In many countries, glycemia levels are monitored at the doctor’s office by taking blood from a finger or a vein. Also, for a more thorough measurement can be used home blood glucose meters. In the case of them, the measurement technique is as follows: a disposable test strip is inserted into the device and the skin on the finger is pricked with a small syringe pen. The resulting drop of blood is placed in the window on the test strip and after a few seconds (or more) the person receives the result of blood sugar. It is worth noting that when using glucometers, the results do not have high accuracy and are used to make it clear whether you should eat or take a drug that lowers sugar (medications or insulin injection). It is also required for regular monitoring and adjustment of the dosage of medications.
All of these options are invasive, that is, those that require direct puncture of the skin and taking a blood sample for examination. So what did Apple decide to bring in innovation? On August 23, the company registered the patent “Reference switch architectures for non-contact sensing of substances“, which describes a sensor capable of determining the concentration of a substance in a sample. If we put this statement on the problem of diabetes, then we get the determination of the concentration of glucose (substance) in the blood sample. But is everything so simple?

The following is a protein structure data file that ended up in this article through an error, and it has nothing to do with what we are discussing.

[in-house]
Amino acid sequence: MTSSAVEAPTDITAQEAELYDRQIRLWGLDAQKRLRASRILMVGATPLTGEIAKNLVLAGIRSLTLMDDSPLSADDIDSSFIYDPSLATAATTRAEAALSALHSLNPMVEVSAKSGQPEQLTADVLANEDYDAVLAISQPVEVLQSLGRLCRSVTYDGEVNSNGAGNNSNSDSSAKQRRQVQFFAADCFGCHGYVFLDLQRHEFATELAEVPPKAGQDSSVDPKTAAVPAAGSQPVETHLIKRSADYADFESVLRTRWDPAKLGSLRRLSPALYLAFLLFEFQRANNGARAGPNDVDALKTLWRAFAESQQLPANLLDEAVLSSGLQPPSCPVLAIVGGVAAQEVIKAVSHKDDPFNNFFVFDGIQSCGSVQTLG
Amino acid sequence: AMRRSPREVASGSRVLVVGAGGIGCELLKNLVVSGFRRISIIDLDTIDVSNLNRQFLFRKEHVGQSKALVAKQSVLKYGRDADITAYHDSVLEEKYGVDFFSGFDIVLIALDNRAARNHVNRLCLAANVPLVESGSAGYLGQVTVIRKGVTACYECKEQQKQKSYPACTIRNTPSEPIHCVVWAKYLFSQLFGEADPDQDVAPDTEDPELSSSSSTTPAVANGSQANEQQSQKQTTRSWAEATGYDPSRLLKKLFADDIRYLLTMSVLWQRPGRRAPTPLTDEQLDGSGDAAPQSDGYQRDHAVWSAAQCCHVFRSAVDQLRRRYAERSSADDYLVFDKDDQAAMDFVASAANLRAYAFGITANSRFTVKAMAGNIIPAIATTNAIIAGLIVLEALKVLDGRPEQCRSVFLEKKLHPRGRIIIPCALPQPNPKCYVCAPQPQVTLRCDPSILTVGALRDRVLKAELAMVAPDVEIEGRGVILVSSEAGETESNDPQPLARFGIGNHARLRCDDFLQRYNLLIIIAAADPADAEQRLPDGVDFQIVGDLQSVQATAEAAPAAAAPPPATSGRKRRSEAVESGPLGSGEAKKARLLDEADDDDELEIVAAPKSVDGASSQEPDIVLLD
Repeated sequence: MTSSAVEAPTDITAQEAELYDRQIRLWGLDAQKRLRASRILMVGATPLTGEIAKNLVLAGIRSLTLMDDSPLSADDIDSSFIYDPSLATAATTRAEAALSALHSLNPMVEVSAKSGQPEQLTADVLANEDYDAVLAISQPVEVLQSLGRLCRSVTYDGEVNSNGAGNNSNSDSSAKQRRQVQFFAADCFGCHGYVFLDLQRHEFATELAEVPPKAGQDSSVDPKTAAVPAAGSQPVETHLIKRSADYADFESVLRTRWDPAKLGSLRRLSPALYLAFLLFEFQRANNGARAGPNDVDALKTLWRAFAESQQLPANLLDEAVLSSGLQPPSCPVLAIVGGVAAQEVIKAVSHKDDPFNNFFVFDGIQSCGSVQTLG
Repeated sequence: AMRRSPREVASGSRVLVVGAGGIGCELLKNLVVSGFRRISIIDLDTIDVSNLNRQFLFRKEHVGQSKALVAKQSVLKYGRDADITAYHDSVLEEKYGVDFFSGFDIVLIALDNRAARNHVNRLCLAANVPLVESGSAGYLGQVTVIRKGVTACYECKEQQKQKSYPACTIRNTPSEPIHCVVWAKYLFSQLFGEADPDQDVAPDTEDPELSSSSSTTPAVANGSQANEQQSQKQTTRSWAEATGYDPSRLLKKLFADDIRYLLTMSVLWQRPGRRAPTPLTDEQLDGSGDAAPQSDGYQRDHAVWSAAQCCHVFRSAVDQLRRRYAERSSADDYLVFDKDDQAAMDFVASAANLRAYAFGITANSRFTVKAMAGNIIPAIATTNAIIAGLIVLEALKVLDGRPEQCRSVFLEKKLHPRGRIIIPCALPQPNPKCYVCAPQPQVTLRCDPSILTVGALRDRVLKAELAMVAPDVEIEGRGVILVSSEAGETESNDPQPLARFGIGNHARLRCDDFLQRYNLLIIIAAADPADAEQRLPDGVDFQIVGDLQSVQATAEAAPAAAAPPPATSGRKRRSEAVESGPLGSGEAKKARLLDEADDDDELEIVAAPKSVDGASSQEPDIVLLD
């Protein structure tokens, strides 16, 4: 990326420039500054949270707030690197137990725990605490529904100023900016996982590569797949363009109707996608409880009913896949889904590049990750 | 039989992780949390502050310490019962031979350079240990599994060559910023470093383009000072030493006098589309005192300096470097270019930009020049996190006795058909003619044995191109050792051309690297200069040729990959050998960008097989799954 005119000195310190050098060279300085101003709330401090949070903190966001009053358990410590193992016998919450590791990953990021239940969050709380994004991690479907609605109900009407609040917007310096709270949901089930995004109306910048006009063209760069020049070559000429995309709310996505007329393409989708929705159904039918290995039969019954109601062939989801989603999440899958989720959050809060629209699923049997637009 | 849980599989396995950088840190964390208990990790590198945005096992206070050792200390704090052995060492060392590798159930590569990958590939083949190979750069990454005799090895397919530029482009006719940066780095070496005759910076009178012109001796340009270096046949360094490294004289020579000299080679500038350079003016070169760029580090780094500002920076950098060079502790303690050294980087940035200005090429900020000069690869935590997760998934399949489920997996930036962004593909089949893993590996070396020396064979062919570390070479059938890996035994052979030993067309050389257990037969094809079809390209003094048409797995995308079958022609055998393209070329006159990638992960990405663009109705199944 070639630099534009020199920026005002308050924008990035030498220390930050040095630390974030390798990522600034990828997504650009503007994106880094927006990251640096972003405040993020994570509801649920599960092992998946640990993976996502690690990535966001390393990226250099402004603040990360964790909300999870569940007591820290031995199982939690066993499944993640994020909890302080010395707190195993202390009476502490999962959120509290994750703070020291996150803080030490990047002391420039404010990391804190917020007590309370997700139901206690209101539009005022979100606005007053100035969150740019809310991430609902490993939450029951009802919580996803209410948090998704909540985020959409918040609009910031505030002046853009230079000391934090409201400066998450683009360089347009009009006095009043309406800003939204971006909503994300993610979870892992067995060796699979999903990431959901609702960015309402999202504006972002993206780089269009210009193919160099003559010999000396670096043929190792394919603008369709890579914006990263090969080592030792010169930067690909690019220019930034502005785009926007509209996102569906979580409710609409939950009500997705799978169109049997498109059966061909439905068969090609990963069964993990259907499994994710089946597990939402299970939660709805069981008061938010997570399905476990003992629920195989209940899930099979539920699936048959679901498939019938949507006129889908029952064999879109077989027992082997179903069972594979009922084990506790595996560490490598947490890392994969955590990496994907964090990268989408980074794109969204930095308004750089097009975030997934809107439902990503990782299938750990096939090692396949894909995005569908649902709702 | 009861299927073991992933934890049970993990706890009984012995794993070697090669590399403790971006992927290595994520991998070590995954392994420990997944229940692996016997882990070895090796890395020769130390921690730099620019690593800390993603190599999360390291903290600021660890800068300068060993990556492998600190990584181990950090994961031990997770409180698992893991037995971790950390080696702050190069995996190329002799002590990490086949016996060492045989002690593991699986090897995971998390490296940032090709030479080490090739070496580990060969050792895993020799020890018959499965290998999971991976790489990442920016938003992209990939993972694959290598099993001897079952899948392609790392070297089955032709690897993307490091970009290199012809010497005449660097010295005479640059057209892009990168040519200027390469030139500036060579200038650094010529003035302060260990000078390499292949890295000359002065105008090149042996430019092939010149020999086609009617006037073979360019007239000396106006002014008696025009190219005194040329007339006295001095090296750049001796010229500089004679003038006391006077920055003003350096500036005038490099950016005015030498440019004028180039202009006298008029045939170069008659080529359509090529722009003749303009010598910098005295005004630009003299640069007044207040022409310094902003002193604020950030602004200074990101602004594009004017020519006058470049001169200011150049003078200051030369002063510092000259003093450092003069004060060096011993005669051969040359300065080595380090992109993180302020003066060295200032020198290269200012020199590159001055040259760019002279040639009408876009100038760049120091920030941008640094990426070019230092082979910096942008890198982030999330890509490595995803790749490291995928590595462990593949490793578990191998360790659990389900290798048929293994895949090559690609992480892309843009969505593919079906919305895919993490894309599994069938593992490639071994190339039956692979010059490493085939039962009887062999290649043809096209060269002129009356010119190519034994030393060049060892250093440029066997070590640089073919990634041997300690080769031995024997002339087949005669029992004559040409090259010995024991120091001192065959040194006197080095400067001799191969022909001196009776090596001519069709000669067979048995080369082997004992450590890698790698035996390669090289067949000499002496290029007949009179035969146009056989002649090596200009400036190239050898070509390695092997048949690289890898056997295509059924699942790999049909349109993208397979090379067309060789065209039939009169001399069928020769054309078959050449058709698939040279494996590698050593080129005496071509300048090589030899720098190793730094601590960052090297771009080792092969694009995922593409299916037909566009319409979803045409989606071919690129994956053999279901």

The patent is based on an optical system, which is based on absorption spectroscopy technology. When exposed to light on a sample with a known wavelength, energy and other properties, the substance absorbs energy. At the output, the parameters of the incoming light change, which allows us to differentiate various changes in the substance.
The patent also states that the sensor will be able to be continuously calibrated, which will reduce the measurement error.